Mary Anastasia O’Grady interviews Archbishop Timothy Dolan for the Wall Street Journal :
If Archbishop Dolan can save and perhaps even revive the city’s Catholic school system, he will be a hero to all of New York. But while he’s working on that, he has two other problems that are troubling for the Catholic Church. The first is the growing number of 20- and 30-somethings, raised in the faith, who are not attending Mass or getting married in the Catholic Church. The second is the sharp drop in people choosing Catholic Church vocations.
I asked him what he thinks has gone wrong. For starters, he says, the Catholic Church for too long took for granted the Catholic culture, “when it was presumed that you would go to Sunday Mass, that you would marry a Catholic and be married in the Catholic Church, when it was presumed that you would always remain in the faith, with tons of priests and nuns and Catholic schools to serve you.”
Those days are gone, and now he says its time to “recover the evangelizing muscle that characterized the early church.” This means putting an end to the “wavering” that has too often characterized the Catholic Church since the Second Vatican Council and a return to a clear and confident message.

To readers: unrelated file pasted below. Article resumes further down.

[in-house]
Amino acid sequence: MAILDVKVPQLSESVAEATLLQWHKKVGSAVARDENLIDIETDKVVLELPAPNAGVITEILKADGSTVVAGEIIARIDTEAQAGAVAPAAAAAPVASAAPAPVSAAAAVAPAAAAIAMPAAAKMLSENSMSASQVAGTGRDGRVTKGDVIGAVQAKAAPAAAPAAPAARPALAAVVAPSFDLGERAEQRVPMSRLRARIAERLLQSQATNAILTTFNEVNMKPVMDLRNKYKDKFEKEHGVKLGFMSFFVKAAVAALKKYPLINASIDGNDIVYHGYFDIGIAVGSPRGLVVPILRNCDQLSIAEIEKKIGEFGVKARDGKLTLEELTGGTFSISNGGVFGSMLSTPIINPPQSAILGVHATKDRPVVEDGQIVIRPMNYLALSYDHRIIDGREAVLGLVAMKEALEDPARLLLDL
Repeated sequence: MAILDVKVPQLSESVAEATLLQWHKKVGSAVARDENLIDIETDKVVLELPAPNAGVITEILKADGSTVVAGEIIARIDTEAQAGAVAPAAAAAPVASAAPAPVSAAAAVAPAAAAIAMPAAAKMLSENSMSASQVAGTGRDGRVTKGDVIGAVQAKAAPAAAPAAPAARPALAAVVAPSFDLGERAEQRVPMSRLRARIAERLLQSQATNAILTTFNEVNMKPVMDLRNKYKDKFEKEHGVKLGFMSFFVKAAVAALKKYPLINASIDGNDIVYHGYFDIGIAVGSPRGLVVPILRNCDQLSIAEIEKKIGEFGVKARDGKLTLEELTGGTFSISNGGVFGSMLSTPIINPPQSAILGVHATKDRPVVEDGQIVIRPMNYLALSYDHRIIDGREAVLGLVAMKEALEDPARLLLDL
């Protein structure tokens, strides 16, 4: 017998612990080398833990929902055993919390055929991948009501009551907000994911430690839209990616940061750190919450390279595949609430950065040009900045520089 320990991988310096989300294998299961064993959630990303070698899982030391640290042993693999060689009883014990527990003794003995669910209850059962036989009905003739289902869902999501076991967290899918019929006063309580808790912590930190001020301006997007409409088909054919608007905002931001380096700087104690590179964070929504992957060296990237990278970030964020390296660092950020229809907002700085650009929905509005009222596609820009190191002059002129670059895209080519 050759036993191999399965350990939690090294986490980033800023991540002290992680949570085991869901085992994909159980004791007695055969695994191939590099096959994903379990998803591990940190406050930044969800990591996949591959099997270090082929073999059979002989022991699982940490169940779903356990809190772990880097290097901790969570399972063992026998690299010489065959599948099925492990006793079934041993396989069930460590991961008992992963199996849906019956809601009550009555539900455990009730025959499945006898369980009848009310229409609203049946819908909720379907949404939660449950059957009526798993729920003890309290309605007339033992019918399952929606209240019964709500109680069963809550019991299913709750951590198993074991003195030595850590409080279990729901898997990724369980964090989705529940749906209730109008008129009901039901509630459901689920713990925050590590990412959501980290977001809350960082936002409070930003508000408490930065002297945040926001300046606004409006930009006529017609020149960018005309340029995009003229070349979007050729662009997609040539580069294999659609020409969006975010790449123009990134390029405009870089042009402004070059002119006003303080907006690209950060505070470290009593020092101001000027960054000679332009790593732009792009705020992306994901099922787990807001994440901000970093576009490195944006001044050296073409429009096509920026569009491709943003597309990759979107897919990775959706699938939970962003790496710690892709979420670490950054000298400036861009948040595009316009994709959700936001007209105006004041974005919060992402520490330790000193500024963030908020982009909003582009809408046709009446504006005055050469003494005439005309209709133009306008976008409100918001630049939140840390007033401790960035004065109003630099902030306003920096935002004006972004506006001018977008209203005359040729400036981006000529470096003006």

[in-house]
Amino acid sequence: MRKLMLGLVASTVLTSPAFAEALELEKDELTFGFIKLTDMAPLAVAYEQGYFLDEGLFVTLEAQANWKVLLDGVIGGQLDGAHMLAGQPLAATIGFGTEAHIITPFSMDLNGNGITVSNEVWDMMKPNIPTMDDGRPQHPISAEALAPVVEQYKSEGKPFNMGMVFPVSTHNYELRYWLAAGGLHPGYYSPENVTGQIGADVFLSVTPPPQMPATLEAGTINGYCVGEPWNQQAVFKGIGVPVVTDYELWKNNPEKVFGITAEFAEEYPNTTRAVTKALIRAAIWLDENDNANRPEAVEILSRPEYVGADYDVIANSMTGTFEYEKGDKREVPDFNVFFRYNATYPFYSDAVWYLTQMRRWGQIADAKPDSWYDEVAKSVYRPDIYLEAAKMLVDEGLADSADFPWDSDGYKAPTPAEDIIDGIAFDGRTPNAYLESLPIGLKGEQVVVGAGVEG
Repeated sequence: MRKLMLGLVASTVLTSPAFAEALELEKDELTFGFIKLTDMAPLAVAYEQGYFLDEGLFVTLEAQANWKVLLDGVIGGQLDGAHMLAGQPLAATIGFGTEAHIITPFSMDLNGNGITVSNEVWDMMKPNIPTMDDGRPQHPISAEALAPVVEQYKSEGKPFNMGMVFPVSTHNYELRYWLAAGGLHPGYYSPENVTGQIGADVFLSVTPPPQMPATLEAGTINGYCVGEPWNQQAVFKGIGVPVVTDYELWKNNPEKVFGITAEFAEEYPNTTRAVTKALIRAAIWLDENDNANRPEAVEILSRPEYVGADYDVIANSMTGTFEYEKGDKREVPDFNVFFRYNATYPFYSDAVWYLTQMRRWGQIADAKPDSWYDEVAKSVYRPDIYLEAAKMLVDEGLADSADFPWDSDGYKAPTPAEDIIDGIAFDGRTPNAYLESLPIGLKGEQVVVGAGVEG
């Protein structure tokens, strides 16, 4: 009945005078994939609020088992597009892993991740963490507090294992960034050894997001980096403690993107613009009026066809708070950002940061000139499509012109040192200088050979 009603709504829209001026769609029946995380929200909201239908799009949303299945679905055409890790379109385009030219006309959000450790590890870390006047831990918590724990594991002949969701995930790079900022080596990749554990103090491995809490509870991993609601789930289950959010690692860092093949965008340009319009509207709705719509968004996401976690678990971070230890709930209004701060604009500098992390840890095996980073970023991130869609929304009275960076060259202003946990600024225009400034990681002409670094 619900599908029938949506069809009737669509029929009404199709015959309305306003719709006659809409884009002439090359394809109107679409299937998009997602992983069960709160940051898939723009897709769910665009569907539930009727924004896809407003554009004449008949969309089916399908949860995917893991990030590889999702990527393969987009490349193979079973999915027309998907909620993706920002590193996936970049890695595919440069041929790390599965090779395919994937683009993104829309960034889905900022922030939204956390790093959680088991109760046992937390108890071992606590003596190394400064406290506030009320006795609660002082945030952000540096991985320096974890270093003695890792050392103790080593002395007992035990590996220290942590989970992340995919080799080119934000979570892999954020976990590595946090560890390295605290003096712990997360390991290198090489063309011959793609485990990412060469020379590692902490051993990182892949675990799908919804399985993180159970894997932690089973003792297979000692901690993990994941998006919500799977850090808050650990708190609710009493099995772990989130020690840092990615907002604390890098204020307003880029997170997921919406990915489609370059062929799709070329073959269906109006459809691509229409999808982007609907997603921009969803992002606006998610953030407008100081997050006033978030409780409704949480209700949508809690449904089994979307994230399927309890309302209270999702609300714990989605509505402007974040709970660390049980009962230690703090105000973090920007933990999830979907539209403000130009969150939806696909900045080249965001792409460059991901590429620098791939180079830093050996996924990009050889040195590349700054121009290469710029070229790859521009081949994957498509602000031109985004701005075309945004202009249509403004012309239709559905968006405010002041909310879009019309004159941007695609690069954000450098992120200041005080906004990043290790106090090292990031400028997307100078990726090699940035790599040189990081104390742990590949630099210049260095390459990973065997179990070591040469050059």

“Very often even the word Catholic even the word church has had a question mark behind it,” he says. “Does it know where it’s going? Does it know what its teaching? Is it going to be around? There was a big question mark. A young person will not give his or her life for a question mark. A young person will give his or her life for an exclamation point.”
This “recovery” in confidence, he says, began under John Paul II and continues under Pope Benedict XVI. In his new role, Archbishop Dolan intends to keep it going. Being a Catholic is an “adventure in fidelity,” he insists. The Catholic Church, he says, has “a very compelling moral message. She calls us to what is most noble in our human makeup, dares us to become saints, challenges us to heroic virtue.”